SEATTLE — For tourists with an interest in Seattle’s role as a high-tech hub, there hasn’t been much here to see, other than driving over to Microsoft headquarters in suburban Redmond to take pictures of a bunch of boring buildings.
But Microsoft co-founder Paul Allen has just opened the Living Computer Museum, with displays of old machines — all in working order — along with a geeky wish list of items he’d like to add, just in case anybody out there has an old tape drive or super-computer sitting around.
Visitors who stop by the nondescript building in an industrial section of Seattle south of the baseball stadium are likely to see technicians in white lab coats working on the machines. But this place is not just for nerds and techies. Since the museum’s Oct. 25 opening, many visitors have been families, and their questions have not been the expected queries concerning technical specs of machines, but rather where did the curators find these artifacts and what were they used for.
And items here are not behind glass with “Do Not Touch” signs. This is a place where you’re welcome to pull up a chair and relive the days when you played Congo Bongo on a Commodore 64 instead of doing homework.
Visitors of a certain age are also almost guaranteed to see the first personal computer they ever touched — Radio Shack TRS-80 or an early Apple, perhaps— but the centerpieces of the collection are the bigger, older, flashier machines.
One of the oldest examples is a PDP-7 made by Digital Equipment Corporation. It’s the size of an office cubicle and was designed in the mid-1960s to do just one operation in a physics lab at the University of Oregon. The curators believe it is the only working model of this machine in the world.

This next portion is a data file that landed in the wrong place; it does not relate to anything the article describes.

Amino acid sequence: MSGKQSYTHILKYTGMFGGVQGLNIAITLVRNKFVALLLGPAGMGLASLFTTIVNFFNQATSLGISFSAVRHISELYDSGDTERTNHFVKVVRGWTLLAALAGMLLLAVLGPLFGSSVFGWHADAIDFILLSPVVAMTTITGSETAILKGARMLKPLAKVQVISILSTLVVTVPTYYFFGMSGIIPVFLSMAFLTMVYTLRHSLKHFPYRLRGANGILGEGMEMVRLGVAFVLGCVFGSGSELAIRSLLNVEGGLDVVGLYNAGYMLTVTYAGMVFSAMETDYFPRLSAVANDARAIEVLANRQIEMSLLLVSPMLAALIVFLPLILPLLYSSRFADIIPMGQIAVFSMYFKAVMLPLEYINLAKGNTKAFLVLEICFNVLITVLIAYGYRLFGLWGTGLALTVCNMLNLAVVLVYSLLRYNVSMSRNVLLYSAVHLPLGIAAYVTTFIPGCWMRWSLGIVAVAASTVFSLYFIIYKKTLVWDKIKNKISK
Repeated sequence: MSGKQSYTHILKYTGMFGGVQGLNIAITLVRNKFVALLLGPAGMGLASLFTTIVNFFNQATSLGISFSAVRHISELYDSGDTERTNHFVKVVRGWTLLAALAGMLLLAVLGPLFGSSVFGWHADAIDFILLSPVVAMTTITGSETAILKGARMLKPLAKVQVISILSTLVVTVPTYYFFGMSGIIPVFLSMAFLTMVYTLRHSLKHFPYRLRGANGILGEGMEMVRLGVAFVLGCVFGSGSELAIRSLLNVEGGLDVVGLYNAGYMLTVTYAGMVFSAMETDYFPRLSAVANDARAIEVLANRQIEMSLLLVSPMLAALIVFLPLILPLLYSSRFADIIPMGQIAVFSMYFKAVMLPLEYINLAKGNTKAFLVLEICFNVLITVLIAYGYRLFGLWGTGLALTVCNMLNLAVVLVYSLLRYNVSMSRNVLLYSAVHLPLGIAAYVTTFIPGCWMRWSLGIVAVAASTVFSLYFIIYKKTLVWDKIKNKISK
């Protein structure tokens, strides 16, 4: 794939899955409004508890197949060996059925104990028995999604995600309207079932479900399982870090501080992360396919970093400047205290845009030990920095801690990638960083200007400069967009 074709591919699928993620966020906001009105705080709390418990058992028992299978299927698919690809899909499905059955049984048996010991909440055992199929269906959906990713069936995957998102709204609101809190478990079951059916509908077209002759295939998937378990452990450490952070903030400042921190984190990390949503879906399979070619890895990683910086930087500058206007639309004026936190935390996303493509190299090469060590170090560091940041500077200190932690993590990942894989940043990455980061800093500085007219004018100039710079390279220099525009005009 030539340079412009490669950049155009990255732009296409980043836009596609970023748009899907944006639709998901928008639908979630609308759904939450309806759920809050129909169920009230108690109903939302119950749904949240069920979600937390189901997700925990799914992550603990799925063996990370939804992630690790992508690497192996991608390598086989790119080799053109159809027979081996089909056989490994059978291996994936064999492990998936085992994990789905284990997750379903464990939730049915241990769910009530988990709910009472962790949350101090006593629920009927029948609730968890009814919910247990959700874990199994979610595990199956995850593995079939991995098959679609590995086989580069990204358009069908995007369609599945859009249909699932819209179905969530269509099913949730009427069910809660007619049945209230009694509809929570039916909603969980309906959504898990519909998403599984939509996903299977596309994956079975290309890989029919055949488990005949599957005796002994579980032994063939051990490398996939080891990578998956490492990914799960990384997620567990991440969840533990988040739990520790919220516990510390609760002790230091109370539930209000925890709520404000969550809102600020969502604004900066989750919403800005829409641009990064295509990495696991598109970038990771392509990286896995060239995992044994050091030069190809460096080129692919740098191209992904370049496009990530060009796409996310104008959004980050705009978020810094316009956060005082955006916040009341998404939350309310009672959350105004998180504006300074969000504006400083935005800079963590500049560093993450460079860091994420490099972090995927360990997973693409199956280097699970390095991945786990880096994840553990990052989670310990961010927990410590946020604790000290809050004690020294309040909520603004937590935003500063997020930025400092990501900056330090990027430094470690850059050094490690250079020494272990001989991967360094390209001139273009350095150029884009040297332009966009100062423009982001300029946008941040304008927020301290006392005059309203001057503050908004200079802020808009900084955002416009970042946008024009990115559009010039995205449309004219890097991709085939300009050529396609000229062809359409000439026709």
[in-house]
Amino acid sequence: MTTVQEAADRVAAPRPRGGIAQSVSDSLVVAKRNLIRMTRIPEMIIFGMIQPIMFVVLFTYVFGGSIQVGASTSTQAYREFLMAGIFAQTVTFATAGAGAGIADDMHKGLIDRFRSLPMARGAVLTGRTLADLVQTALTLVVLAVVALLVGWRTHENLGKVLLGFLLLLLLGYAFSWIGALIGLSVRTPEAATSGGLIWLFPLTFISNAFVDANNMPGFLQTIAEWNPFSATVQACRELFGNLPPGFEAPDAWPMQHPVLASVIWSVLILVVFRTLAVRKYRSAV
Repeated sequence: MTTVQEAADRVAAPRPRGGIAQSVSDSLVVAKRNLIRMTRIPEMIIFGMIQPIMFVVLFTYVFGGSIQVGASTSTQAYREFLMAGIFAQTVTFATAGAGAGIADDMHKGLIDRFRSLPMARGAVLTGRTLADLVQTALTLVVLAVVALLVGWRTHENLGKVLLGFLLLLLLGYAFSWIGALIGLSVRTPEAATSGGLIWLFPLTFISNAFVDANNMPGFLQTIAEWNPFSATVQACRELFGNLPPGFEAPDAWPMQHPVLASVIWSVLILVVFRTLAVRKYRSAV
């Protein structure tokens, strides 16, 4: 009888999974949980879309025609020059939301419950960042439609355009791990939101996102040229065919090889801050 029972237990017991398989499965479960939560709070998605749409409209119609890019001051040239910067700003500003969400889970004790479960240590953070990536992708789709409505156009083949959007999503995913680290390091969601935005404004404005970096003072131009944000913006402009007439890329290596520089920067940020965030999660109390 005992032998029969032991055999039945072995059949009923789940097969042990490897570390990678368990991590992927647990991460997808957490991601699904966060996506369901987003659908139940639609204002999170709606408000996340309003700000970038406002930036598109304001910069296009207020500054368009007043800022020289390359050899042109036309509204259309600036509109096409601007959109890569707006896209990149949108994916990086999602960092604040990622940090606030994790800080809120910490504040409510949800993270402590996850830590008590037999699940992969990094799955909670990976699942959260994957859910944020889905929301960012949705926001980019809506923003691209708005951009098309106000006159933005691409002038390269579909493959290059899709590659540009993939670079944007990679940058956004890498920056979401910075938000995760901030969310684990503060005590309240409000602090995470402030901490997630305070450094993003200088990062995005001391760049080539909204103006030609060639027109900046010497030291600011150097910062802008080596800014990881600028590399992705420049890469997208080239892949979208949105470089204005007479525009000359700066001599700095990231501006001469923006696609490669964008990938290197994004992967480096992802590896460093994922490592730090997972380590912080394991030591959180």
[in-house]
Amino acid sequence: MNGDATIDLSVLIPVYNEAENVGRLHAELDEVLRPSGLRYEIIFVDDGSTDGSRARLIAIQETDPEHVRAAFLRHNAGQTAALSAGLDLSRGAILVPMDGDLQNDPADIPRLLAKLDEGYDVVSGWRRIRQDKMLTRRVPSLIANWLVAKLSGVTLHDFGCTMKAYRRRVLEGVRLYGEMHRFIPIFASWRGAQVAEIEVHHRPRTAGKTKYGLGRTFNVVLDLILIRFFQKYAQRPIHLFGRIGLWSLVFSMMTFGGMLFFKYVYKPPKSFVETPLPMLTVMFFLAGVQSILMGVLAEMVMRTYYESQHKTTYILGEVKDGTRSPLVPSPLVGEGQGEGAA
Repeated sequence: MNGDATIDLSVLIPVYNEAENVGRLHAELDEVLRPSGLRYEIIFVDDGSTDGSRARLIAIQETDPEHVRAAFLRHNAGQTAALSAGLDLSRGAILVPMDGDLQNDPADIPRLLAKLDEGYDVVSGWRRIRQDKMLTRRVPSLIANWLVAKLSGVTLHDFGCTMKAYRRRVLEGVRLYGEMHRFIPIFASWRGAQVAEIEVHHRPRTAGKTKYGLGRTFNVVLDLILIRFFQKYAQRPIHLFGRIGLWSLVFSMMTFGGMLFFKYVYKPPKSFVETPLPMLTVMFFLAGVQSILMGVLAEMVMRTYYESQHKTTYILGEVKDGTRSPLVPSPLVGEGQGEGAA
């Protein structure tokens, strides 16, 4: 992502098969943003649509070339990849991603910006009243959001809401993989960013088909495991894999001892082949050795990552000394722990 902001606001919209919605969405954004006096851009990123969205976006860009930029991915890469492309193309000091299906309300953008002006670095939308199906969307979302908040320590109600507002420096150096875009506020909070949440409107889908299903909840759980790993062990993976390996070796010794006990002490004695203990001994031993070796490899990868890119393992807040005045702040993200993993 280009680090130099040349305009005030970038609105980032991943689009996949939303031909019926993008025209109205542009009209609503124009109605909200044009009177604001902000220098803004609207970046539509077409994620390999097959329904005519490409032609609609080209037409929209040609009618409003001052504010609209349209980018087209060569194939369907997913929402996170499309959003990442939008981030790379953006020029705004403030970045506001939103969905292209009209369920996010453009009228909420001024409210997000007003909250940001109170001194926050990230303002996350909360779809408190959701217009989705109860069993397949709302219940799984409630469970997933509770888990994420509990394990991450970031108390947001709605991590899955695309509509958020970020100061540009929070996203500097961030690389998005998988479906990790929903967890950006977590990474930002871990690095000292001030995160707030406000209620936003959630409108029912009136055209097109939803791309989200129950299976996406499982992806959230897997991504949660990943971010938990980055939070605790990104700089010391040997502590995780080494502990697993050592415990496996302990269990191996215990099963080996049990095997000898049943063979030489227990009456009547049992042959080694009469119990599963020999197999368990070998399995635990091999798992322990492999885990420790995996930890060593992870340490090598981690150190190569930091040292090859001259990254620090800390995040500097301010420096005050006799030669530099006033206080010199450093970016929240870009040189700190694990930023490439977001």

The machine has a fraction of the computing power of a modern cell phone and is a lot more expensive to maintain.
Displays throughout the small museum explain how much computers have evolved in the past 50 years and feature some amusing old photographs, including one shot of Allen sitting at a keyboard with a young Bill Gates looking over his shoulder.
People can visit the museum and access some of its computers virtually by requesting a login on the facility’s website.
Among the museum staff’s plans for the future are a special tour focused on the history of Microsoft and a lab where visitors can interface with some of the older machines.
All the equipment is from Allen’s personal collection and the people who run the museum say the high-tech billionaire is committed to putting more cash into building his collection for both educational and nostalgic value.
“He’s extremely passionate about this place,” said Christina Siderius, a spokeswoman for Allen’s company, Vulcan Inc.
Allen is a collector of epic proportions, but he doesn’t keep his toys locked away in a private vault; he likes to share. He has two other museums in the Seattle area: the Flying Heritage Collection featuring his airplanes and the Experience Music Project popular culture and science fiction museum, filled with guitars, album covers, movie and band posters, costumes, props and toys.
Between the science fiction displays at the EMP and the new computer museum, Allen has almost single-handedly given geeks — and many others — several good reasons to visit Seattle.
“We are a tech capital,” Siderius said. “To have something that pays tribute to that is appropriate.”
Allen himself doesn’t hang out at the museum or show visitors around, but he has an appropriate surrogate in Ian King, the museum’s senior systems engineer.
“I’m a collector myself. I have about 30 machines in my basement,” said the bearded, kilt-wearing King.
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